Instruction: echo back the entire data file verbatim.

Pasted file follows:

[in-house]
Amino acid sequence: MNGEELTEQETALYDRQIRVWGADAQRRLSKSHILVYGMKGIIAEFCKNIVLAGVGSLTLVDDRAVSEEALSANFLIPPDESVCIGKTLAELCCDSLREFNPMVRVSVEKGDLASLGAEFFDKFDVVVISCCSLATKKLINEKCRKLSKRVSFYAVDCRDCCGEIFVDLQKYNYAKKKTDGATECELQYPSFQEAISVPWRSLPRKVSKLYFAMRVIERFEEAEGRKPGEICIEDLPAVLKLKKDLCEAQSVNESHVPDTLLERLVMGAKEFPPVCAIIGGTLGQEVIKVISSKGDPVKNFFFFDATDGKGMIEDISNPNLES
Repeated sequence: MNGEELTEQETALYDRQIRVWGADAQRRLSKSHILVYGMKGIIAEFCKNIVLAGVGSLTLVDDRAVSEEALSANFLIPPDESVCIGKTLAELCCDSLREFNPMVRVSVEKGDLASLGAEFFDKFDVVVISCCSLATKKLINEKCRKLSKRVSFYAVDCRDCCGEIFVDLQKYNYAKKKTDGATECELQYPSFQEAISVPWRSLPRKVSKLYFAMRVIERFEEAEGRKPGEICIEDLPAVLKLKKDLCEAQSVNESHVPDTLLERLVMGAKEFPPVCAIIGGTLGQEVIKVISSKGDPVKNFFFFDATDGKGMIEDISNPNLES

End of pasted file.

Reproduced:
[in-house]
Amino acid sequence: MNGEELTEQETALYDRQIRVWGADAQRRLSKSHILVYGMKGIIAEFCKNIVLAGVGSLTLVDDRAVSEEALSANFLIPPDESVCIGKTLAELCCDSLREFNPMVRVSVEKGDLASLGAEFFDKFDVVVISCCSLATKKLINEKCRKLSKRVSFYAVDCRDCCGEIFVDLQKYNYAKKKTDGATECELQYPSFQEAISVPWRSLPRKVSKLYFAMRVIERFEEAEGRKPGEICIEDLPAVLKLKKDLCEAQSVNESHVPDTLLERLVMGAKEFPPVCAIIGGTLGQEVIKVISSKGDPVKNFFFFDATDGKGMIEDISNPNLES
Repeated sequence: MNGEELTEQETALYDRQIRVWGADAQRRLSKSHILVYGMKGIIAEFCKNIVLAGVGSLTLVDDRAVSEEALSANFLIPPDESVCIGKTLAELCCDSLREFNPMVRVSVEKGDLASLGAEFFDKFDVVVISCCSLATKKLINEKCRKLSKRVSFYAVDCRDCCGEIFVDLQKYNYAKKKTDGATECELQYPSFQEAISVPWRSLPRKVSKLYFAMRVIERFEEAEGRKPGEICIEDLPAVLKLKKDLCEAQSVNESHVPDTLLERLVMGAKEFPPVCAIIGGTLGQEVIKVISSKGDPVKNFFFFDATDGKGMIEDISNPNLES